VR Electronics Lab
Educational Mobile VR | Mobile | Roles: Design, Programming, Modelling
For my master’s dissertation I decided to look at how Virtual Reality could be used in an educational environment – as the future of VR is going to be in non-gaming areas, much like the Kinect. Right now, Video Game VR is too expensive and doesn’t meet the expectations of the player. Yet non-gaming sectors are finding plenty of uses for both VR and AR, apps and experiences. One great use for VR is in education, allowing students to partake in experiences that may be inaccessible to them – historical tours in places opposite side of the world, medical simulations etc. The dissertation aim was to try and improve educational learning through VR. I choose to do a Electronics Lab, as it was something I was familiar with.
My supervisor recommended making the Lab for mobile VR, as this is much cheaper and affordable for everyone. Smart Phone + Viewer = VR experience. This adds in a bunch of design problems which you don’t find in PC/Console headsets, and something I had a lot of fun trying to solve when it came to design and development.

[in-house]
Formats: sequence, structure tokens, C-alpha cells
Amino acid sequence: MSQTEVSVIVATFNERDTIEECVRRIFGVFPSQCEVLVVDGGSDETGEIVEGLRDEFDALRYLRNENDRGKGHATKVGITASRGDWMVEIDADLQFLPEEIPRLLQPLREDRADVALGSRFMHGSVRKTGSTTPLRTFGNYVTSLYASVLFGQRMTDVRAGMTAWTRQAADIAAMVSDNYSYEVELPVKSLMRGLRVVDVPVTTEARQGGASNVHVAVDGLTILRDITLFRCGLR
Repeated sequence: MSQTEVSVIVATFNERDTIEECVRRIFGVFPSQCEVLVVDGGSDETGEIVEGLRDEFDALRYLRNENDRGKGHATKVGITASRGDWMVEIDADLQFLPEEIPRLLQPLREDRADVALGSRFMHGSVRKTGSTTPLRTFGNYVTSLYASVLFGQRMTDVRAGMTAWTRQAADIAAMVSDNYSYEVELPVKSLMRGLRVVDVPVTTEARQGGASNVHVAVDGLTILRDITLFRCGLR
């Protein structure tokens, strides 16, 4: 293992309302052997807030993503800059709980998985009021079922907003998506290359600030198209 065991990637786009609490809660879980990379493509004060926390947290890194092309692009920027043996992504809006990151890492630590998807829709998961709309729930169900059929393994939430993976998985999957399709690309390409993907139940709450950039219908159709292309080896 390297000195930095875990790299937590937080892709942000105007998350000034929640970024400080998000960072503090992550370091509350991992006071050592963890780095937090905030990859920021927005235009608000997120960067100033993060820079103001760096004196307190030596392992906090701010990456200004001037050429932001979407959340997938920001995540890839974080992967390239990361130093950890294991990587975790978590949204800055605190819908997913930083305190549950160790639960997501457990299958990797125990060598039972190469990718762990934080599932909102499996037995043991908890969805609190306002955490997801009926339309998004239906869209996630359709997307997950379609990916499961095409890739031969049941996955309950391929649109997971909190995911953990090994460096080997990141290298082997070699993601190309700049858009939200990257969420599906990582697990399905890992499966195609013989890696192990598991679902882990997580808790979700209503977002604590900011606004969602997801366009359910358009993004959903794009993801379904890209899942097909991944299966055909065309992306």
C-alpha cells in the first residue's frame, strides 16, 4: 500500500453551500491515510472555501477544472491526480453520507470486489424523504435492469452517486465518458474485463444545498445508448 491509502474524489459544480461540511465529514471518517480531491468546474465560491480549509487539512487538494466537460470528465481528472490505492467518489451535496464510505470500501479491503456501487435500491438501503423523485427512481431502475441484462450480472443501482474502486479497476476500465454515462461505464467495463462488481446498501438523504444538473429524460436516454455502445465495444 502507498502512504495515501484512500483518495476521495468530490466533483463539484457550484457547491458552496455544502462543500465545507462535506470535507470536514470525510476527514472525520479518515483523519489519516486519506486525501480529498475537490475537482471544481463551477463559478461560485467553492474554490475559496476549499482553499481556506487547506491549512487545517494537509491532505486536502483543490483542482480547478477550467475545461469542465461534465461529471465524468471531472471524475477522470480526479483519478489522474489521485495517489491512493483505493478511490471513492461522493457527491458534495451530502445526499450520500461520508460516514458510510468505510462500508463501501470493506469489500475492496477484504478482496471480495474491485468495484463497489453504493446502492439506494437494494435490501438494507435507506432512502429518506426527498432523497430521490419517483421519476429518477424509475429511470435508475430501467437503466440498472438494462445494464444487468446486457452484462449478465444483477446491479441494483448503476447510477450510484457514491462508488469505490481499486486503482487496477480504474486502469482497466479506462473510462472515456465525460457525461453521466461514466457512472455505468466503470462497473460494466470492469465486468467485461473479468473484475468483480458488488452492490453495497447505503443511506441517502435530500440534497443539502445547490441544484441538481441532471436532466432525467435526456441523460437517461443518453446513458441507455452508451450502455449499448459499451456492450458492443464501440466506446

The main issue is user input, which on mobile headsets is much limited to their console brethren. On Vive you have Vive Controllers, with both buttons and hand tracking input. Oculus you have Oculus Controllers, with hand tracking and buttons but also can use a gamepad. The PSVR has the dual shock controller and move controllers. However Mobile all depends on the viewer, Gear VR gives you a single button, while Google Daydream gives you a ‘Wii mote’ controller with motion tracking and buttons. The cardboard has none of these, you can use a USB OTG (on the go), which means you can connect a gamepad to the phone to give you extra input. But this method isn’t accessible to many people, so it’s not a viable option. This leaves cursor/look targeting input.
Cursor/Look based targeting input, basically uses where the player looks for X seconds for input. For example, if the player looks at a button for 3 seconds, then after the 3 seconds the button is pressed. It does affect user experience, as the process is now taking longer than it would if they had a button on a controller/headset to press instead. But it does mean everyone can use your VR experience, making it very accessible. Design problems like these are always fun to try and solve, helps push you to outside the box ideas.